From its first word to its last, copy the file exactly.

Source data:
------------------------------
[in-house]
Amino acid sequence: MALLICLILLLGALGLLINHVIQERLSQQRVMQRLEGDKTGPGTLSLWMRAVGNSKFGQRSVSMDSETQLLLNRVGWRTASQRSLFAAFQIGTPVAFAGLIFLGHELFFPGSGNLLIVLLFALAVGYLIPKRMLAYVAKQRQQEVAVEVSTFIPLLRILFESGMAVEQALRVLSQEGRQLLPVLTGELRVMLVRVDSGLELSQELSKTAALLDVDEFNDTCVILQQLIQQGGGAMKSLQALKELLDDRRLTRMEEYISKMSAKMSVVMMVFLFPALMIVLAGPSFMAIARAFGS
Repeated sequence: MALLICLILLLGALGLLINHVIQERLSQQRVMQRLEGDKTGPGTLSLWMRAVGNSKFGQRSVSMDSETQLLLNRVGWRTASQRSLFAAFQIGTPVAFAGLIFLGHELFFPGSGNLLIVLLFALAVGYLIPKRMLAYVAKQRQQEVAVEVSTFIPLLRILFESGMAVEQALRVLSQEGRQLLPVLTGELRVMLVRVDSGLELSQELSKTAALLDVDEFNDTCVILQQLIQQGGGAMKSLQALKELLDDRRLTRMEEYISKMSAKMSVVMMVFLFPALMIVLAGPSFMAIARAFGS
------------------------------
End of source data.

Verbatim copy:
[in-house]
Amino acid sequence: MALLICLILLLGALGLLINHVIQERLSQQRVMQRLEGDKTGPGTLSLWMRAVGNSKFGQRSVSMDSETQLLLNRVGWRTASQRSLFAAFQIGTPVAFAGLIFLGHELFFPGSGNLLIVLLFALAVGYLIPKRMLAYVAKQRQQEVAVEVSTFIPLLRILFESGMAVEQALRVLSQEGRQLLPVLTGELRVMLVRVDSGLELSQELSKTAALLDVDEFNDTCVILQQLIQQGGGAMKSLQALKELLDDRRLTRMEEYISKMSAKMSVVMMVFLFPALMIVLAGPSFMAIARAFGS
Repeated sequence: MALLICLILLLGALGLLINHVIQERLSQQRVMQRLEGDKTGPGTLSLWMRAVGNSKFGQRSVSMDSETQLLLNRVGWRTASQRSLFAAFQIGTPVAFAGLIFLGHELFFPGSGNLLIVLLFALAVGYLIPKRMLAYVAKQRQQEVAVEVSTFIPLLRILFESGMAVEQALRVLSQEGRQLLPVLTGELRVMLVRVDSGLELSQELSKTAALLDVDEFNDTCVILQQLIQQGGGAMKSLQALKELLDDRRLTRMEEYISKMSAKMSVVMMVFLFPALMIVLAGPSFMAIARAFGS